Historical Portraits Picture Archive

Portrait minature of a Young Boy, thought to be John Crewe, later 1st Baron Crewe (1742-1829) of Crewe Hall, Cheshire 

Gervase Spencer (fl.1740-63)

Portrait minature of a Young Boy, thought to be John Crewe, later 1st Baron Crewe (1742-1829) of Crewe Hall, Cheshire, Gervase Spencer
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Watercolour on ivory with touches of gold
18th Century
Oval, 1 ½ ins., (38mm) high
 
Provenance:
By family descent
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John Crewe was the eldest son of six children to John Crewe, a politician, and Anne Shuttleworth of Gawthorpe, and although little is known about his childhood at the time this portrait was painted by Spencer, he went on to become a successful politician, following in his father’s footsteps, and a leading agriculturalist.

John Crewe the elder had been MP for Cheshire from 1734 until his death in 1752. His son matriculated from Oxford and completed a Grand Tour of France and Italy, where he was painted by Pompeo Batoni, before being appointed the High Sheriff of Cheshire in 1764. He then entered politics as a Whig member for Stafford in 1765.

Crewe married the society beauty Frances Anne Greville in 1766 who was painted by Sir Joshua Reynolds on two separate occasions in her youth and was good friends with the playwright Richard Brinsley Sheridan, who dedicated his play A School for Scandal to Frances. John and Frances Crewe went on to have four children, two sons and two daughters.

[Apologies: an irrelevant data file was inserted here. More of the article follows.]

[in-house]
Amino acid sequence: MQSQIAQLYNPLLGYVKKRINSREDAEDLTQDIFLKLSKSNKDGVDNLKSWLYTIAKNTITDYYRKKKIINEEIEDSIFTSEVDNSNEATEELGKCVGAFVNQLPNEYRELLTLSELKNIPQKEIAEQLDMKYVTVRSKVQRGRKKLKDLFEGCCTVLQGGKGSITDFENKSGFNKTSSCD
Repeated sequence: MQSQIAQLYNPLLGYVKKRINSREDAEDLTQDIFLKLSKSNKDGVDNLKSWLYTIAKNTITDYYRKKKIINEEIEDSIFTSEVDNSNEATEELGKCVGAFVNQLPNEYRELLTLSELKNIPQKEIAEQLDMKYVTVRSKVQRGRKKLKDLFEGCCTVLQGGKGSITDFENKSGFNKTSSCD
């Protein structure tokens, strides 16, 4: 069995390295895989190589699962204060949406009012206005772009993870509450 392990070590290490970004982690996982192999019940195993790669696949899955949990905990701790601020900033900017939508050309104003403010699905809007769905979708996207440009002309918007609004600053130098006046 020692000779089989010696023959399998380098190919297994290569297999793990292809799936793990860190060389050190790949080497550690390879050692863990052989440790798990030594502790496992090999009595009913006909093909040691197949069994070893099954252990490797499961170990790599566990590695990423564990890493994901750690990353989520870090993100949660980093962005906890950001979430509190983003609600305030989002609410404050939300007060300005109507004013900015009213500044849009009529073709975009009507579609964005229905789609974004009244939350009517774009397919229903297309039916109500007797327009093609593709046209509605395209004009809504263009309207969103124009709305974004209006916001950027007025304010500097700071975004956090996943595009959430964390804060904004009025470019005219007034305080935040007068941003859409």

In 1768 Crewe returned to Cheshire and was elected MP, a position he held for 34 years. Although Crewe rarely spoke in the House of Commons, he is best known for Crewe’s Act 1782 which prevented customs officers and post office officials from voting. It was hoped that preventing high up officials in public services from voting would prevent corruption during election-time. John Crewe was made a Baron in 1806 for his loyalty to parliament and in particular his loyalty to Charles James Fox. He died at the age of eighty-six in London and his son, also John, became 2nd Baron Crewe.

Like Crewe, little is known of Gervase Spencer’s early life and it is believed that he commenced his career as a footman, amusing himself with drawing only as a hobby. It was common in the first half of the eighteenth-century for miniaturists to have no formal training but as Spencer began working in enamel, a highly skilled medium prone to cracking, he almost definitely would have been trained. There were no public exhibition spaces when Spencer started his work as a miniaturist and it was only when the Society of Artists first opened in 1761 that Spencer was able to exhibit there for the last two years of his life. It is not known whether Spencer trained several pupils but one of them was certainly Henry Spicer who later painted Sarah Siddons [previously with Philip Mould & Company].

This portrait miniature thought to be of a young John Crewe, dressed in a brown coat bordered with gold, is typical of Spencer’s style of ivory miniatures dating to the late 1740s and 1750s, including his self-portrait, 1749, now in the Cincinnati Art Museum. Many works by Gervase Spencer exist in public collections all over the world.
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